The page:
Over the course of the last decade, I've published in excess of 700 articles in the areas of personal injury, criminal defense, workers' compensation and insurance disputes, generally. If you can't find what you're looking for, feel free to contact me to discuss the details of your case and learn how I can help.

Scope and Course of Employment: What is the coming and going rule?

Experienced personal injury lawyers in Baltimore regularly obtain benefits for clients who’ve had an accidental injury in the scope and course of their employment. In these instances, a hearing will take place before the Workers’ Compensation Commission. At the hearing, the lawyer who the insurance company has hired to contest the claim will ask the commissioner to ratify the denial and offer the legal or factual basis that supports the insurer’s position.  It surprises many people to learn the number of claims denied by insurance companies, that are later found to be valid by the Commission. A frequent defense is that the injured worker was not at work, or working, when hurt, attorney Eric T. Kirk will tell you

The application of the ‘going and coming’ rule generally results in determinations that an employee on their way to or from work is not acting within the scope and course of their employment.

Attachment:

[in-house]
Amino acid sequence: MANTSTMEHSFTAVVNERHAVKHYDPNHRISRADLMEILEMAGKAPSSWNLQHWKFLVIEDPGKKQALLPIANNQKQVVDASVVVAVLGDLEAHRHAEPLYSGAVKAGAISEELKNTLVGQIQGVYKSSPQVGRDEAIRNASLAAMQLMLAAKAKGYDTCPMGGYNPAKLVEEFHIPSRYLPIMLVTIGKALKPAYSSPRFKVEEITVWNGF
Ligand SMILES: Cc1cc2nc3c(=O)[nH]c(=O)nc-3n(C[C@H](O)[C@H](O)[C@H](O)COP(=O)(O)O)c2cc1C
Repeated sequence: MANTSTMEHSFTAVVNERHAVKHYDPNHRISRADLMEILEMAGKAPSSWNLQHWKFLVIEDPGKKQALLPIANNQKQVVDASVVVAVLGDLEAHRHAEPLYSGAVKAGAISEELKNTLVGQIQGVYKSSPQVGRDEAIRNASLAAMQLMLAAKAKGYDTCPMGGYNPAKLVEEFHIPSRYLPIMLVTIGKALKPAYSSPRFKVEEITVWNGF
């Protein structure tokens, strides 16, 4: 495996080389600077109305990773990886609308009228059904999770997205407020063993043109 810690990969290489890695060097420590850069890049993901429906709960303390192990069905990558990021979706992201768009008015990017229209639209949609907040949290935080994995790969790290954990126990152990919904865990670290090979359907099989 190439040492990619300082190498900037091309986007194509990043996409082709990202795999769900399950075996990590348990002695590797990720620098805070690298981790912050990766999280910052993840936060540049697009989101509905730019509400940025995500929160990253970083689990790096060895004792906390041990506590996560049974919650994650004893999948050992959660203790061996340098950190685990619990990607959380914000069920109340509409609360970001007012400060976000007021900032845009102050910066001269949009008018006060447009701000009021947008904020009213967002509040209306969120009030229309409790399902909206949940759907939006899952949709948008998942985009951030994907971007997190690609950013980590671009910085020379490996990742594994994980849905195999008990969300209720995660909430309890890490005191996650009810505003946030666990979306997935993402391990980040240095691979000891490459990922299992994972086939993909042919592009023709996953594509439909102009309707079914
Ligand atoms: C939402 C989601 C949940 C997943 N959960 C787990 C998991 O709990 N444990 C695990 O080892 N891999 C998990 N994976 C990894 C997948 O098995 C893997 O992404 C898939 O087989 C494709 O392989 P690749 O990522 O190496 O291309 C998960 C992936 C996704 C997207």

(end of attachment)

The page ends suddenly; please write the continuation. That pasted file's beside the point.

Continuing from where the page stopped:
Scope and Course of Employment: What is the coming and going rule?

One exception to the rule is the ‘free transportation’ exception. Where the employer provides transportation to and from work, and an accidental injury [ e.g. a Baltimore car accident] occurs during those rides, the employee gets compensation benefits. In some instances,  injured worker’s traveling on public roadways between two properties owned by their employer qualify for benefits. An employee injured while on a special mission for the employer also gets benefits -if injured on the mission.

I offer a free case analysis, evaluation and strategy planning meeting to my clients. Contact me today to schedule a session. 410 591 2835.